Elderly Bus Driver’s Boss Wasn’t Grossly Negligent

     (CN) – Exemplary damages are not available to the mother and son rear-ended by an elderly bus driver with a history of crashes, an appeals court ruled.
     The June 24, 2010, accident occurred on Highway 281 when Arturo Arredondo failed to stop the charter bus he was driving in time, and slammed into the back of a pick-up truck driven by 21-year-old Robert Perez.
     Perez and his mother both suffered injuries in the crash, and they filed suit in Brooks County, Texas.
     While the family accused Arredondo of negligence, they sought to hold Arredondo’s employer, Cusa KBC dba Kerrville Bus Co., liable for gross negligence and negligent hiring, among other things.
     Arredondo was 73 years old at the time of the trial in early 2013. He testified that he had driven 18-wheel trucks since he was 16 and that he had been driving school buses for the last seven years while also working for Kerrville.
     Within a month of Kerrville’s hiring of him in summer 2007, Arredondo hit two fixed objects – a parked car and a “walk/don’t walk” sign – and lost his job. Arredondo’s termination form had included the comment, “DO NOT RE-HIRE,” but with retraining courses under his belt he was rehired in 2008.
     In April 2009, Arredondo drove a busload of passengers to Georgetown, Texas, instead of George West, Texas. He was also involved in accidents that July and in April 2010, after which he received more retraining. The accident involving the Perez and his mother took place two months later.
     Though a jury ordered Kerrville to pay Perez and his mother $1 million award for gross negligence, the court omitted that number in a judgment notwithstanding the verdict.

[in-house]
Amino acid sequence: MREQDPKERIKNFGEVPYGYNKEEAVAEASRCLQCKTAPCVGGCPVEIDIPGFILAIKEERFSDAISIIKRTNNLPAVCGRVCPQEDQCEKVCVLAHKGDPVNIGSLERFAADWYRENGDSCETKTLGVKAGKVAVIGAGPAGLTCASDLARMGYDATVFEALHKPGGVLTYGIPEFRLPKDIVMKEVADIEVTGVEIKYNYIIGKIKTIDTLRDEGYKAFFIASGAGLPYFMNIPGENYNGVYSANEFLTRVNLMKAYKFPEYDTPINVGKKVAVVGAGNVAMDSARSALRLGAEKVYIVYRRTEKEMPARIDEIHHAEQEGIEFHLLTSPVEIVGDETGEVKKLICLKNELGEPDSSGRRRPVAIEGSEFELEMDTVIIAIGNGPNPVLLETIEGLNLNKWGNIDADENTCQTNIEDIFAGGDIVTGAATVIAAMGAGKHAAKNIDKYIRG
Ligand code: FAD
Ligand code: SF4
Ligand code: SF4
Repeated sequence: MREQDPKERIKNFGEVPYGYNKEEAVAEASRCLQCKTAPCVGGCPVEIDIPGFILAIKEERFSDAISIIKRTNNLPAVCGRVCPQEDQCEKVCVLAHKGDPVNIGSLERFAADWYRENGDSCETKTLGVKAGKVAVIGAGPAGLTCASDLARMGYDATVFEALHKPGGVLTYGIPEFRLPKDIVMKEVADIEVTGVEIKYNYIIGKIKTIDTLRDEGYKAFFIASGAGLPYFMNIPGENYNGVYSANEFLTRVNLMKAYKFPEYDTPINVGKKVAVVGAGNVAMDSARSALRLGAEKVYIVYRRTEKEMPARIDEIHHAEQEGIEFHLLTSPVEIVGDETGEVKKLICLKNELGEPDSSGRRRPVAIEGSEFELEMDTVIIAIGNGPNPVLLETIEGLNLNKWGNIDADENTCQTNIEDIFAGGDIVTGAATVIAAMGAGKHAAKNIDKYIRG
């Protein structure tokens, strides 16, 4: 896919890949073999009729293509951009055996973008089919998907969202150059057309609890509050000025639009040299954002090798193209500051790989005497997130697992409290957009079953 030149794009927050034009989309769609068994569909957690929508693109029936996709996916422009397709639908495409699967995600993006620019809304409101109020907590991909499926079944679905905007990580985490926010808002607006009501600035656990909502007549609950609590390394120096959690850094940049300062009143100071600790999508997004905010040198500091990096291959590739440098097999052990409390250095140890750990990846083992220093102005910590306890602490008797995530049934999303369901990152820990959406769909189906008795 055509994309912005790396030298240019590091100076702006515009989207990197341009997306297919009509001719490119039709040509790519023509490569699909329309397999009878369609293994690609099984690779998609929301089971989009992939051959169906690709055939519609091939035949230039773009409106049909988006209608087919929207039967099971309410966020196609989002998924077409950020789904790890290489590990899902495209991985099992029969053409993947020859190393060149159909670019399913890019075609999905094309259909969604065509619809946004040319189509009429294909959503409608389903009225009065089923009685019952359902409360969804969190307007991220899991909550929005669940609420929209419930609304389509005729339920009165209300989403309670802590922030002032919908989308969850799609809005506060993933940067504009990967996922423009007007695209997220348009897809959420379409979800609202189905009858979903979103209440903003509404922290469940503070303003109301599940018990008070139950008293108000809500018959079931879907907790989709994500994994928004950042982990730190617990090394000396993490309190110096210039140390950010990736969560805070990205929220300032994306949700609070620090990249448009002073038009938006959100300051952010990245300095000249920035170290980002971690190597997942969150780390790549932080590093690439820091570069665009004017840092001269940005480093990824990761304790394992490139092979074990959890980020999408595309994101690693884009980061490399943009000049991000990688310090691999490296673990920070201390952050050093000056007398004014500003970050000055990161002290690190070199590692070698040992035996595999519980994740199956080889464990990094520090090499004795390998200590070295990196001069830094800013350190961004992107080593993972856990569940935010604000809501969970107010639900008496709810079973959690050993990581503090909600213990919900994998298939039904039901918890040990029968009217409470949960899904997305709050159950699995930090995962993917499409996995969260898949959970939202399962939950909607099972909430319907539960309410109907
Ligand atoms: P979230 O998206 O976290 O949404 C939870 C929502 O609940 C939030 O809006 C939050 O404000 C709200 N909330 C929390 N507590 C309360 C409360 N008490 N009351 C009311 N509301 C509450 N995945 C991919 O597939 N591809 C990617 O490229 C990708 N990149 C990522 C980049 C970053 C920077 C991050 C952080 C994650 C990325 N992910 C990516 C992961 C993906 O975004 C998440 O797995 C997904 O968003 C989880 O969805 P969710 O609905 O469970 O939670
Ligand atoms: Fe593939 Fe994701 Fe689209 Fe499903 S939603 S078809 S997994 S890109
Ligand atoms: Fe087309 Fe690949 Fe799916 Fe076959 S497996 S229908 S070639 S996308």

The San Antonio-based 4th Court of Appeals affirmed 2-1 on Dec. 3.
     To prove gross negligence, Perez and his mother had to demonstrate that Kerrville did not care about the consequence of its decision to keep Arredondo on the payroll, the court noted.
     “KBC tested Arredondo’s driving skills when it hired him,” Justice Karen Angelini wrote for the majority. “After every chargeable incident, it gave him written warnings pursuant to the collectively bargained progressive discipline policy, and it retrained him.”
     Perez was also properly denied damages based on past and future earnings capacity.
     “The jury could have reasonably concluded that Perez was voluntarily unemployed before the accident, that his injuries at the time of trial had healed, and the he was voluntarily unemployed after the accident,” Angelini wrote.
     Justice Rebeca Martinez wrote in dissent that the evidence was sufficient to persuade the jury “that KBC’s decisions to terminate indefinitely, and yet rehire Arredondo as a driver despite a driving record with two collisions, and/or its subsequent decision to maintain his employment after four additional safety offenses mandating discharge, when viewed objectively from KBC’s perspective at the time, involved an extreme risk of harm to other drivers and passengers.”

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